The FBI issued a flash alert on the ALPHV ransomware group, aka BlackCat. Pictured: The seal of the Federal Bureau of Investigation hangs on the outside of the bureau's Edgar J. Hoover Building May 9, 2017, in Washington. (Photo by Chip Somodevilla/Getty Images)

The FBI is asking ALPHV victims for help in its investigation into the ransomware group.

In a flash alert about ALPHV, also known as BlackCat, the FBI asked for "any information that can be shared, to include IP logs showing callbacks from foreign IP addresses, Bitcoin or Monero addresses and transaction IDs, communications with the threat actors, the decryptor file, and/or a benign sample of an encrypted file."

In the alert, the FBI refers to Alphv as BlackCat, a name bestowed upon the group by researchers before the group itself had come forward with its own name. The group refers to itself as ALPHV.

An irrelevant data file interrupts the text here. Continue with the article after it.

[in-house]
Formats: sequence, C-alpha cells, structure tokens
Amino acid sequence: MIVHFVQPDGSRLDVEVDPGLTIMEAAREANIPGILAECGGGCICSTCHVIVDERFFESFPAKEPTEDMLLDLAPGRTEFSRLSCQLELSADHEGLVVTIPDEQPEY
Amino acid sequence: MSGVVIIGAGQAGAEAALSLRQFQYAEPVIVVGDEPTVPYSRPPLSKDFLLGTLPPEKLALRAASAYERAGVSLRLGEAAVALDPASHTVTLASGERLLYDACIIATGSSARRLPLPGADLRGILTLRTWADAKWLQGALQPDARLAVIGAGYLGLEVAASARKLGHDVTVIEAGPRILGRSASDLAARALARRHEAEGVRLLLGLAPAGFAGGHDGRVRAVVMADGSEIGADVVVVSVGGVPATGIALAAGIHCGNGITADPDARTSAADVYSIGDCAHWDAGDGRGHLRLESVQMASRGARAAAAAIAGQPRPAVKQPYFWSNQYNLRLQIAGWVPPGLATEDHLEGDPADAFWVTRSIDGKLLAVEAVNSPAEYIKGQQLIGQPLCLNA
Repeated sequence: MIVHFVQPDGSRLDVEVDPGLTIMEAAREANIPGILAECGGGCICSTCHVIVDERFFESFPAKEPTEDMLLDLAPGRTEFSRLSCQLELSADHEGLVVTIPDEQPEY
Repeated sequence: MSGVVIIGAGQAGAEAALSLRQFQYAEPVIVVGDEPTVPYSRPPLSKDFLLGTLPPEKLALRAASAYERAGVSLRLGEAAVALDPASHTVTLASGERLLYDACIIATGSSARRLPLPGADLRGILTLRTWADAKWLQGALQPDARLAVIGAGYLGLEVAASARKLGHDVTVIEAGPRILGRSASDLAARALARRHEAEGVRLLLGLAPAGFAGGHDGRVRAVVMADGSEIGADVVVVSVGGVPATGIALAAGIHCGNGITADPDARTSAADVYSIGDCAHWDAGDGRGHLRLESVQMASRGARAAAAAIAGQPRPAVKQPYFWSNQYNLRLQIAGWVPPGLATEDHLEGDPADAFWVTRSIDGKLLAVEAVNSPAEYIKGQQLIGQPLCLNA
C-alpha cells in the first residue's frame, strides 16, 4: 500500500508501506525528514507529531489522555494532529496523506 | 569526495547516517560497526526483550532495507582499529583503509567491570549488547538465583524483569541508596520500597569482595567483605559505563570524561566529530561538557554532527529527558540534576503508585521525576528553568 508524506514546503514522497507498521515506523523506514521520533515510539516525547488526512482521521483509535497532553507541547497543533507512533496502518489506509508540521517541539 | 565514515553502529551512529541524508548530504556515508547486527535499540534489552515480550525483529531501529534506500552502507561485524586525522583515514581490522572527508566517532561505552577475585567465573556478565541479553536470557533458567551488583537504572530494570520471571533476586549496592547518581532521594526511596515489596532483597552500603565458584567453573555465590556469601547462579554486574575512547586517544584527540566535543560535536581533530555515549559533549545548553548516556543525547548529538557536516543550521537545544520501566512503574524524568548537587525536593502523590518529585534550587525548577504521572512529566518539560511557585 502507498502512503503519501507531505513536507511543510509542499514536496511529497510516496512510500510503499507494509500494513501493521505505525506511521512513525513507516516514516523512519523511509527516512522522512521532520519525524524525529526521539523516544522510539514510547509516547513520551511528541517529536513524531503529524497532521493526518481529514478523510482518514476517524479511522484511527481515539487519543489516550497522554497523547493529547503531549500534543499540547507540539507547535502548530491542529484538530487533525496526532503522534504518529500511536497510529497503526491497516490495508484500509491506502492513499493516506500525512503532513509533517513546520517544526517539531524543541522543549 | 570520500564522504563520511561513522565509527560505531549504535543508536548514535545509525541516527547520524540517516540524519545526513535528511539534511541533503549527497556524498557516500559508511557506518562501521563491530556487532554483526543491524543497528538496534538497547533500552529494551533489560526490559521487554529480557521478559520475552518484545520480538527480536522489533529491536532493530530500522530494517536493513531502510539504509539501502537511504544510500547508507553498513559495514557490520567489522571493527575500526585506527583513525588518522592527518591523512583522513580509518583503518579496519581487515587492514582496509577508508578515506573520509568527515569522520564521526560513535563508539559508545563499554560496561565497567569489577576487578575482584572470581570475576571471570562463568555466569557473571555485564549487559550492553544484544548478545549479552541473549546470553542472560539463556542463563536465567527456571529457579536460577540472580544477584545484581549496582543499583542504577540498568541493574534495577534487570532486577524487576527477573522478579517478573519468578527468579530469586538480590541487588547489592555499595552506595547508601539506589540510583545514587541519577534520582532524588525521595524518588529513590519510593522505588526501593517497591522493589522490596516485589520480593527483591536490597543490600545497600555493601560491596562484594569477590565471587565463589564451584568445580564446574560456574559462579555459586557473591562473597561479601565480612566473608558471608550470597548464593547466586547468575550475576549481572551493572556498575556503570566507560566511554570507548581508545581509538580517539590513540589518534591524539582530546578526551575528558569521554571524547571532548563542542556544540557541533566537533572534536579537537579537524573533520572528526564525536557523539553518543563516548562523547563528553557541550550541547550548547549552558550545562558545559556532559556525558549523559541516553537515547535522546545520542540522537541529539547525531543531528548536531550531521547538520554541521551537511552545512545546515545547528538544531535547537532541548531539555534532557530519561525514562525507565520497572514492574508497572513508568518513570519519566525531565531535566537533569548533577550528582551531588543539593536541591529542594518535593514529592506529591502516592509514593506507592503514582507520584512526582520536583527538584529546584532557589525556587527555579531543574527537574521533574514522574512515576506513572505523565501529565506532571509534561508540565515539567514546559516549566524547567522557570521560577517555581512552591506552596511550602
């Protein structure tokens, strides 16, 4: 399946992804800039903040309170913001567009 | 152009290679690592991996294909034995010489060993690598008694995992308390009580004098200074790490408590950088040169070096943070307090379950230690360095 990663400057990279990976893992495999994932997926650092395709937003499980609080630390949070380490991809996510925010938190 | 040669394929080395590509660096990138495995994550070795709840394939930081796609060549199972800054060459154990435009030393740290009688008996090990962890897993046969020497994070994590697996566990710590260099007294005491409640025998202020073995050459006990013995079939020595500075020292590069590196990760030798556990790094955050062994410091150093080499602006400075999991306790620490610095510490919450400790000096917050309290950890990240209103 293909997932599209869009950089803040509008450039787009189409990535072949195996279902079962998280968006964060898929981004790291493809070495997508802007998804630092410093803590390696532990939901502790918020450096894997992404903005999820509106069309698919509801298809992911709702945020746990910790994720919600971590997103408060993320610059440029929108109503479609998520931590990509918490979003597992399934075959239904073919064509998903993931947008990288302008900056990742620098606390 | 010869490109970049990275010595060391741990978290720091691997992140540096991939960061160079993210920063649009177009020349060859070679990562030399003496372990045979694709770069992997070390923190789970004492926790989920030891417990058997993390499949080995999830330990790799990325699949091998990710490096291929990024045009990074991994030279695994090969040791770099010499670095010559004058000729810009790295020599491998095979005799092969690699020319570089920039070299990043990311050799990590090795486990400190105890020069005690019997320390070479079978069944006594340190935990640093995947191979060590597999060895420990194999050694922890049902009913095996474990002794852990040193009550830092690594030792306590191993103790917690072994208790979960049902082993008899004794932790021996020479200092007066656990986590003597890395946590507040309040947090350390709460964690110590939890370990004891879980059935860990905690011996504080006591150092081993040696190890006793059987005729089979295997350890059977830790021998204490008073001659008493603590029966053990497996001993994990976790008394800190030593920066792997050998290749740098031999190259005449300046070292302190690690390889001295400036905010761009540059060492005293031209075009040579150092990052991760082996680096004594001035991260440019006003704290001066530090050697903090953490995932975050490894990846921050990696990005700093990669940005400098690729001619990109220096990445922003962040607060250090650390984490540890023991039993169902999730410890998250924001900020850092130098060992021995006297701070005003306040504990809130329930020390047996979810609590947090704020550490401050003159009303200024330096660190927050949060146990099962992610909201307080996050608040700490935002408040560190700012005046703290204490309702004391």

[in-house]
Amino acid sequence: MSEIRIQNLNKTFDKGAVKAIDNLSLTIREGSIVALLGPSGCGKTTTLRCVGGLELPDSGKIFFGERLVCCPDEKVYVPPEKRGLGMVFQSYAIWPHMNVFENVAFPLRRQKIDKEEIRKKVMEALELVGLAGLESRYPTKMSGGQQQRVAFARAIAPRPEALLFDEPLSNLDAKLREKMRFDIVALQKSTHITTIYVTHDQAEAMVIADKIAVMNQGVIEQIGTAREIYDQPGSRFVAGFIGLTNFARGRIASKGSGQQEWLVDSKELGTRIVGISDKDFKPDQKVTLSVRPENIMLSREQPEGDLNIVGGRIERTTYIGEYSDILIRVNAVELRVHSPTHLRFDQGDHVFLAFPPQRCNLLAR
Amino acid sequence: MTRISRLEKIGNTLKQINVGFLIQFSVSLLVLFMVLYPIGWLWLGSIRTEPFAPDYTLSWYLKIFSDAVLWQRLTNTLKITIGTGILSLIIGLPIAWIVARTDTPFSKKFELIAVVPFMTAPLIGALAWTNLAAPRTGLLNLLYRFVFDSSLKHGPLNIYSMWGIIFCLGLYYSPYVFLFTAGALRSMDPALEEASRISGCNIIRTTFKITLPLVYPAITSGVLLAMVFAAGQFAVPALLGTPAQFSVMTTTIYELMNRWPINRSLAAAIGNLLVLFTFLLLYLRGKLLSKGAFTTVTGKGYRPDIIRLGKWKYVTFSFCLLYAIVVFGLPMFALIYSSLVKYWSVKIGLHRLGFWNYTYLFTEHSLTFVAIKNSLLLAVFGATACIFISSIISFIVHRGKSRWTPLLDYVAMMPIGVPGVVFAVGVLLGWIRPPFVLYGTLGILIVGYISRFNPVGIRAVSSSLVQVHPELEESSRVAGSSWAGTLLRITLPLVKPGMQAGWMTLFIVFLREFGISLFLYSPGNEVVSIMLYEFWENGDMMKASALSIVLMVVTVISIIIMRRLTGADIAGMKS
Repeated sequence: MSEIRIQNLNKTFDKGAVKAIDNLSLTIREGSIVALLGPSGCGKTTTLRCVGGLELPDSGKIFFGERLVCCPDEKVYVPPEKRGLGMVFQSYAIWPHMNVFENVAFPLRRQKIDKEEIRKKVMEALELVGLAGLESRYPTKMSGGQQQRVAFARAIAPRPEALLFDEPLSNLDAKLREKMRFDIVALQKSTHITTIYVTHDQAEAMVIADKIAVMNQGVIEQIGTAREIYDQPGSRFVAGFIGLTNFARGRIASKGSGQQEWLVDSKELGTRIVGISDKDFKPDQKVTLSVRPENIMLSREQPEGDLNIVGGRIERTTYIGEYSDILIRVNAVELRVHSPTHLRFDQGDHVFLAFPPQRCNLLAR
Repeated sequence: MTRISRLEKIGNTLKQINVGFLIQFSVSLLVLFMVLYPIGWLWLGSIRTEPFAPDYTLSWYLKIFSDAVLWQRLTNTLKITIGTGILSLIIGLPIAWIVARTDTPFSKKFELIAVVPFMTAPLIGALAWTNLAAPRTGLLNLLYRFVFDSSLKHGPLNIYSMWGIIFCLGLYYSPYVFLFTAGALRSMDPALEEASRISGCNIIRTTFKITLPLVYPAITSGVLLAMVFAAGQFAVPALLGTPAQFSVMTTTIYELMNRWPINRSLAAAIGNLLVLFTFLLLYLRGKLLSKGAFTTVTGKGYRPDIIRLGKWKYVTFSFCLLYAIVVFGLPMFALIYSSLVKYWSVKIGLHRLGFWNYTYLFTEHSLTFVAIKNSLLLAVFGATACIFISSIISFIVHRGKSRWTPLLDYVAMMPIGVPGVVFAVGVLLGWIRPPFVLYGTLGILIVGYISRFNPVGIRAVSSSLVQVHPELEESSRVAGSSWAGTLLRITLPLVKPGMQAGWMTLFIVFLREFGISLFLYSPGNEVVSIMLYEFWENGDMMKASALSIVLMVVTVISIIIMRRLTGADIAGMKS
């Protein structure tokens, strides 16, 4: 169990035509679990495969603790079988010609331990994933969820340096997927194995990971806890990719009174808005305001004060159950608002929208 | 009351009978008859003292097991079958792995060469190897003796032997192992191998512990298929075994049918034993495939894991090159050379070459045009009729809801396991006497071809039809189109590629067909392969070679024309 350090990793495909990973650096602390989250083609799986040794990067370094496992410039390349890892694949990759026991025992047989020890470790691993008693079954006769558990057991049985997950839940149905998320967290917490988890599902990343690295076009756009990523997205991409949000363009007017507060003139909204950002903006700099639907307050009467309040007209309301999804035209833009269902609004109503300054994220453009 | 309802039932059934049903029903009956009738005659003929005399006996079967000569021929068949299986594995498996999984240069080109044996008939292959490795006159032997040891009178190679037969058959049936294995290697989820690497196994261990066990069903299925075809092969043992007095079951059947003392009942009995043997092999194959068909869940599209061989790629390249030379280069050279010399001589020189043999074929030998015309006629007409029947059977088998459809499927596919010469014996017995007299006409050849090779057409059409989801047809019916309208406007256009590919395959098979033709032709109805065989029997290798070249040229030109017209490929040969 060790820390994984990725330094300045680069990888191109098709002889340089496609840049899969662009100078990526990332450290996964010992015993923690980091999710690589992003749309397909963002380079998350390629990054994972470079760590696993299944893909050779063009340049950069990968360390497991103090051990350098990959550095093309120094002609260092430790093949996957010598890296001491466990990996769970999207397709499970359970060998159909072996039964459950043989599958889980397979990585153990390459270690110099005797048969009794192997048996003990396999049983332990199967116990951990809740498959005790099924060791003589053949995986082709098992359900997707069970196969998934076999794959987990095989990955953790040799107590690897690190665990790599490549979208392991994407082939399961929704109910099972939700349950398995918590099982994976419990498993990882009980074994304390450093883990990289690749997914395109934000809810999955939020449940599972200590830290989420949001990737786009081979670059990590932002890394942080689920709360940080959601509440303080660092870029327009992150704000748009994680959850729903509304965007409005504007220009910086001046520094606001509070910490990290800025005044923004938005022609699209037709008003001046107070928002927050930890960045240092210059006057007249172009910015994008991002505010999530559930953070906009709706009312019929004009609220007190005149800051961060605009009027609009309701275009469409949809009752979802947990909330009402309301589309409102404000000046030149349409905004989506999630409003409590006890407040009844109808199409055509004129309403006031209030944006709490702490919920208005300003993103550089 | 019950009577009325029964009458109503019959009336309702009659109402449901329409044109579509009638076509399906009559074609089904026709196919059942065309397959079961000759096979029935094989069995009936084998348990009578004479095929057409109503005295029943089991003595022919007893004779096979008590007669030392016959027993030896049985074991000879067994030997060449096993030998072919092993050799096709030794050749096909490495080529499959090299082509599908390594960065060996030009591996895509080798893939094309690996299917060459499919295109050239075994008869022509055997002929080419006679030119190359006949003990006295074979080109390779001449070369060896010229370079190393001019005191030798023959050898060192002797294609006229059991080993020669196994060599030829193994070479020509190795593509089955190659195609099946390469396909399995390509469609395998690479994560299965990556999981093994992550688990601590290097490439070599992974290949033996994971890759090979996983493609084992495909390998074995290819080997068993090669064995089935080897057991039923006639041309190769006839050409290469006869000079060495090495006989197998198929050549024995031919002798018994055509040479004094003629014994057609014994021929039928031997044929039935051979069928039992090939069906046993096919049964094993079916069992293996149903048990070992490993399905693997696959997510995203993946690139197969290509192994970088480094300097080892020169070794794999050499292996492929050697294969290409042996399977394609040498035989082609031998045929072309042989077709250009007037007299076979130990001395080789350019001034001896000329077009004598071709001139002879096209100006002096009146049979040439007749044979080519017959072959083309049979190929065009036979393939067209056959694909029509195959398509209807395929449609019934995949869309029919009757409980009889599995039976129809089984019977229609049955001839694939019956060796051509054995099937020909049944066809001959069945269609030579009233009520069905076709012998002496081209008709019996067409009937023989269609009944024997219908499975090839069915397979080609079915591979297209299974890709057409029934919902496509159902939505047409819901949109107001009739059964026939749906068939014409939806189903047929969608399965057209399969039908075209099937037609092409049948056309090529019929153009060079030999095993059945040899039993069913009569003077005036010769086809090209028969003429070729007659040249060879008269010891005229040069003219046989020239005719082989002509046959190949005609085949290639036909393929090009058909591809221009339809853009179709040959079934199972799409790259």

The alert also contains indicators of compromise, techniques and some technical details that have been previously reported.

ALPHV describes itself as a new group composed of former BlackMatter and REvil programmers. Based on the code itself, there is definitive agreement that the group is a continuation of BlackMatter's ransomware product than REvil's.

ALPHV has been tracked to attacks on two major German oil companies, as well as industrial firms and Florida International University, though the victims of ransomware are typically in the discretion of the affiliate groups that do the hacking rather than a group like ALPHV that programs the malware and licenses its use. BlackMatter traces its lineage to Darkside, the group that famously targeted Colonial Pipeline in 2021.